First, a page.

Giving Your Prospect Choices May Damage Response

In face-to-face sales, you never say, "Would you like to buy this widget?" It's always, "We have the regular model widget, the deluxe model widget, and the deluxe model with the 25-year service contract. Which would you prefer?"

However, when you're writing a direct-mail package, giving prospects choices like those can backfire, resulting in lower response and profitability.

Here's an example taken from my experience …

Some 30 years ago, I wrote copy for the construction division of McGraw-Hill. This division sold cost-estimating manuals to architects, contractors, sub-contractors, and others through direct mail.

Results were down severely, and I had to get a new campaign out immediately. The previous manager gave two different manuals equal space in his DM package. One manual was for building contractors; the other for heavy construction (roads and the like). The manager felt that mailing one package to both types of prospects would save money and not affect response.

But his approach bombed.

My decision: I gave 95% of the space in the DM package to the building-construction manual when promoting to building-construction lists, and I offered the heavy-construction manual only as a check-off on the order form. I reversed this strategy when promoting to the heavy-construction lists.

Results: Response skyrocketed with that mailing … without making any major changes in the creative approach.

Here's another example of when offering too many choices can hurt results: In the magazine circulation arena, if you want to maximize response to new subscribers, you should not offer extended three-year terms along with the one-year offer. That's fine for conversions or renewals, but not for someone who's never experienced the magazine.

I'm working on a software mailing now. The client wanted check boxes for multiple users on the response form – but I won't take up precious space on the form to do it.

It's fine to mention elsewhere in the package that multi-user packages are available. But no PROSPECT is going to buy in bulk until he tries out the software personally.

Of course, if you're mailing to people who've used earlier product versions, it makes sense to offer the multi-user option.

So when does it pay to offer choices to first-time customers?

First of all, you should always offer the prospect a choice of HOW to respond to your offer – mail, fax, phone, and online. Even if you have a high-tech product, many prospects will prefer faxing their orders, and giving them that option can enhance response. If your product is totally Web-based, mail-ins and faxes may not be appropriate, but you should still have a phone-in option.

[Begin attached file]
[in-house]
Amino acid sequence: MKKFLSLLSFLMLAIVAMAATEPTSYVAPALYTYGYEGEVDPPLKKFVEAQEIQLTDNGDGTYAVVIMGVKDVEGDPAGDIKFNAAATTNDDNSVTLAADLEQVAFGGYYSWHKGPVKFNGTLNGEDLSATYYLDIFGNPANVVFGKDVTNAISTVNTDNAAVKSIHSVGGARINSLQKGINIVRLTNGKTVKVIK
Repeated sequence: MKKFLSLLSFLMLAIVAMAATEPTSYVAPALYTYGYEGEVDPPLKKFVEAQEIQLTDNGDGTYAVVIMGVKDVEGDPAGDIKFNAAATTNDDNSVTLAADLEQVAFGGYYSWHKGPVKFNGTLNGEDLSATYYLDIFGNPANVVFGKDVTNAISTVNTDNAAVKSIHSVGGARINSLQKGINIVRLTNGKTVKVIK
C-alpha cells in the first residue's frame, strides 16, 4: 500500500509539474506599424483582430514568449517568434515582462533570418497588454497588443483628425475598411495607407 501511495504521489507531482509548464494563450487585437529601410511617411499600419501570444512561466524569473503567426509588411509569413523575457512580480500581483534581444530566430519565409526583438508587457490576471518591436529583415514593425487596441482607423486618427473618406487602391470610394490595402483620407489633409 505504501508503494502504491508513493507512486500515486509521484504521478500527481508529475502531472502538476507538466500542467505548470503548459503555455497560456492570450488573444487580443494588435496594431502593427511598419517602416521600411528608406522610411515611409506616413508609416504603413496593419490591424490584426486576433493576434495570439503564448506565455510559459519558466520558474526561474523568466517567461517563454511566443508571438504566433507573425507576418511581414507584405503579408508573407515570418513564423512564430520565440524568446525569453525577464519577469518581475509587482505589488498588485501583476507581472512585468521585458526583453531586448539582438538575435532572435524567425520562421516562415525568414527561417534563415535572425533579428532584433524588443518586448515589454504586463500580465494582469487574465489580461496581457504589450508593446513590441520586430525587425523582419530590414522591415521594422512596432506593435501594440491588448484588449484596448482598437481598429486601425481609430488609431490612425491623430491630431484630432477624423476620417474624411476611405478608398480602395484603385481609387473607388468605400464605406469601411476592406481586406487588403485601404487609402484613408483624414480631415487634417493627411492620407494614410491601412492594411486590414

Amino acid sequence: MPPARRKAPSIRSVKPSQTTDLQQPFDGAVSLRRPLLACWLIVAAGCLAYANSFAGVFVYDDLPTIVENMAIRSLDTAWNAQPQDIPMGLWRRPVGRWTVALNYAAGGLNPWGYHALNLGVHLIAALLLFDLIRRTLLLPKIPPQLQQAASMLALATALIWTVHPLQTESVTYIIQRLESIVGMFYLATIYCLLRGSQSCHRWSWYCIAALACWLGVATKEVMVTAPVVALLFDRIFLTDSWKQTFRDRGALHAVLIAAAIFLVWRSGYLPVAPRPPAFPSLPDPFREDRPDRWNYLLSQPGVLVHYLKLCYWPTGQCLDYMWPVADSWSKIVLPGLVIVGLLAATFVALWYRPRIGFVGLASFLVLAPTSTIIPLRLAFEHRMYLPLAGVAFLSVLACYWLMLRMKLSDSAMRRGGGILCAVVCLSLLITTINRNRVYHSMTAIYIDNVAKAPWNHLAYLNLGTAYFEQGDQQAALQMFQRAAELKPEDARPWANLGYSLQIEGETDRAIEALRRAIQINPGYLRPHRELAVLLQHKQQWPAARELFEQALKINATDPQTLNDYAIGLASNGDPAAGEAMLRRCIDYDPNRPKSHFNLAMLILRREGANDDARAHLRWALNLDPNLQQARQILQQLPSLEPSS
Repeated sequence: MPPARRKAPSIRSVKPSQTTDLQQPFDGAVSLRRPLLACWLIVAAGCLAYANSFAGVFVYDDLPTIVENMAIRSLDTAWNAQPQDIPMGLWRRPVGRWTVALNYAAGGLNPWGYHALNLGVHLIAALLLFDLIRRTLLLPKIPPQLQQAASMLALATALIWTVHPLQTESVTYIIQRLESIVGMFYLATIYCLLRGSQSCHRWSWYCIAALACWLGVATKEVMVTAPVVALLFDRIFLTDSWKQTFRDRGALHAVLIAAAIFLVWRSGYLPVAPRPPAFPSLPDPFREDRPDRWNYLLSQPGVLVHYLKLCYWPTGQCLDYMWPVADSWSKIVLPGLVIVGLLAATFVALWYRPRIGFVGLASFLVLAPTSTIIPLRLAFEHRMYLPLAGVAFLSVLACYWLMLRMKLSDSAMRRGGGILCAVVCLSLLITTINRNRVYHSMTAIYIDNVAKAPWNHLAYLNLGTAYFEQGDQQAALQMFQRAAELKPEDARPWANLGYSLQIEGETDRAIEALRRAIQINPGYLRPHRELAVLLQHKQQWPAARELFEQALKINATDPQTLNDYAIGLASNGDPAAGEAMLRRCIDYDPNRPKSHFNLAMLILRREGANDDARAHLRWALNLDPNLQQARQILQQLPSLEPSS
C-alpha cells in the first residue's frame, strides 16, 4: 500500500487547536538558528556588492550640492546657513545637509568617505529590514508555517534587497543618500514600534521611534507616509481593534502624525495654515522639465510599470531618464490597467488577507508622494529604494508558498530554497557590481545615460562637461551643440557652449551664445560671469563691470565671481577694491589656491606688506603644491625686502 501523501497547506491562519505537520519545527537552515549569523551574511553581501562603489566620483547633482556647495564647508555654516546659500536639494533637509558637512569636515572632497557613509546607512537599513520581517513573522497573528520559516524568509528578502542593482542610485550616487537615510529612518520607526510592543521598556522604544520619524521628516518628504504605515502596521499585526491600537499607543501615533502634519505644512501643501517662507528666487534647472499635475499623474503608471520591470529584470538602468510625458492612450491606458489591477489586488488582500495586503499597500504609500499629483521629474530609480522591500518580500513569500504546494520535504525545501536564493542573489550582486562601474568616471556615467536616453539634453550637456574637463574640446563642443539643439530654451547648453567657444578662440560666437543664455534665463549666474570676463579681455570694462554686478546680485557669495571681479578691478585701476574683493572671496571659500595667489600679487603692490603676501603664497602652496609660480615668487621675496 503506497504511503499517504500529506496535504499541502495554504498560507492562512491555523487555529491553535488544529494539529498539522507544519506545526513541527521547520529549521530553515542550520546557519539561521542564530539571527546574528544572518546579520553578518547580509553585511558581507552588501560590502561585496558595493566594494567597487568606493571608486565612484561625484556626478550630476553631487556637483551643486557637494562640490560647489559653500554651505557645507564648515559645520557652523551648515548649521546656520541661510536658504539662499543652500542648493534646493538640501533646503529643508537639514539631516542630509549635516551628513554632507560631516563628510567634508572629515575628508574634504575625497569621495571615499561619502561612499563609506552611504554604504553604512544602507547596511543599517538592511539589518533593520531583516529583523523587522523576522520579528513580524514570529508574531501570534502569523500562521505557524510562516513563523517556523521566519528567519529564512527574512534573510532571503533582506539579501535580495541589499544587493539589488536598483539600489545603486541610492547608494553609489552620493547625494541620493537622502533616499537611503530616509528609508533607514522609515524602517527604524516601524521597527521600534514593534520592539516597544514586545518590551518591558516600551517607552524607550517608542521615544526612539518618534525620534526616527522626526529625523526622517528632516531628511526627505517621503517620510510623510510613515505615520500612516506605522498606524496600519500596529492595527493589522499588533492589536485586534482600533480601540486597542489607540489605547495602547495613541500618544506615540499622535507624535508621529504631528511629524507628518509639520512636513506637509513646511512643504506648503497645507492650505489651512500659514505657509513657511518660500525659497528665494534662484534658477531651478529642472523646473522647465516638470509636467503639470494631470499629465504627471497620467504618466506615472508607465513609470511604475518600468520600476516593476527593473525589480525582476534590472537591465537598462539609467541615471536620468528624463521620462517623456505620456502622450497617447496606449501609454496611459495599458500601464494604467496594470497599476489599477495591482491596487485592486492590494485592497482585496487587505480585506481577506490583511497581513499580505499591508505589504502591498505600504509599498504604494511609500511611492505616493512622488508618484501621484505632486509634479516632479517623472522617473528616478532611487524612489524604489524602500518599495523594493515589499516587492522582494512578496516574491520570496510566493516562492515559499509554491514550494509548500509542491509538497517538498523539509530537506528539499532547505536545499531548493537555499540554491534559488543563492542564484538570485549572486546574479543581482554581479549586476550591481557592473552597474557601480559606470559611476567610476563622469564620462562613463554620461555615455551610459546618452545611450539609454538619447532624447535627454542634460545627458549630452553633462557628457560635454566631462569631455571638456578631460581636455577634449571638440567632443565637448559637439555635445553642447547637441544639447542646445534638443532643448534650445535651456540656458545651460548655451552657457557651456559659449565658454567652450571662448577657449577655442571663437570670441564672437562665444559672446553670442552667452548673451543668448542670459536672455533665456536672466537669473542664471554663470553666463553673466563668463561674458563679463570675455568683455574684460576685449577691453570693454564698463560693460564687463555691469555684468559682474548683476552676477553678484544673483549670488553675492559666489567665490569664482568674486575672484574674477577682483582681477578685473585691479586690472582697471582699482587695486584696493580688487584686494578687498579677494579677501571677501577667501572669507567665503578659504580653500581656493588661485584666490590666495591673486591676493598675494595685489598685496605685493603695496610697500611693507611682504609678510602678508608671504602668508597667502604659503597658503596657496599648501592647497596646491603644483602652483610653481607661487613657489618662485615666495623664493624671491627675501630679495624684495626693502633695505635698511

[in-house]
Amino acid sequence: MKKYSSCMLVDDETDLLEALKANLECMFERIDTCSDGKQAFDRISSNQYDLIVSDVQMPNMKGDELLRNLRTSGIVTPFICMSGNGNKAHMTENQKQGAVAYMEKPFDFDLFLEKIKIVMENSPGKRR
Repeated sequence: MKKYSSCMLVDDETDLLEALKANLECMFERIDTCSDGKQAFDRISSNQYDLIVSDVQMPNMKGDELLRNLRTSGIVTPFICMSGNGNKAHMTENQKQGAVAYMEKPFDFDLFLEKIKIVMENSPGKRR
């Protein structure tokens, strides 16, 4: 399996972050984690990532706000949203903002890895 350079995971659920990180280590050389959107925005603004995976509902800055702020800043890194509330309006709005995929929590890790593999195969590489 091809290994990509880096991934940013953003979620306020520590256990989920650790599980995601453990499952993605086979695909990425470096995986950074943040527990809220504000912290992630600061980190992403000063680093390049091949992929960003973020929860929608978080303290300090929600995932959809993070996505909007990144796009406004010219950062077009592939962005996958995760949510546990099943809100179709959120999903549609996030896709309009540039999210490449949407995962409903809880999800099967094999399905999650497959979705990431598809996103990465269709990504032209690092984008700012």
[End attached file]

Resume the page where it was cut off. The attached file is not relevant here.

You should also offer multiple choices if you're a cataloguer or club marketer. There, the number of choices available correlates with response. More choices = credibility = higher response.

For example, if you are doing a mailing for a music club, you might think it's a good idea to eliminate 75% of the tiny-print list of the 100 selections in your introductory offer. Don't do it. The number and variety of choices is much more important than your words. This theory has been proven true and discussed in detail in Chris Anderson’s book “The Long Tail.”

The important point to take away is this: Sometimes – as in the music club offer – giving your prospect choices can help boost response. But in other types of promotions, if your offer requires your prospect to make multiple decisions in order to respond, you may be making the purchase decision too complex. In that case, he might not respond at all. So eliminate the choices.

[Ed. Note: Lee Marc Stein is an internationally known direct-marketing consultant and copywriter. In addition to working with a number of clients and their direct-response agencies, he writes a column for Inside Direct Mail. You can subscribe to his free e-letter at www.leemarcstein.com.]

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Published: January 9, 2007

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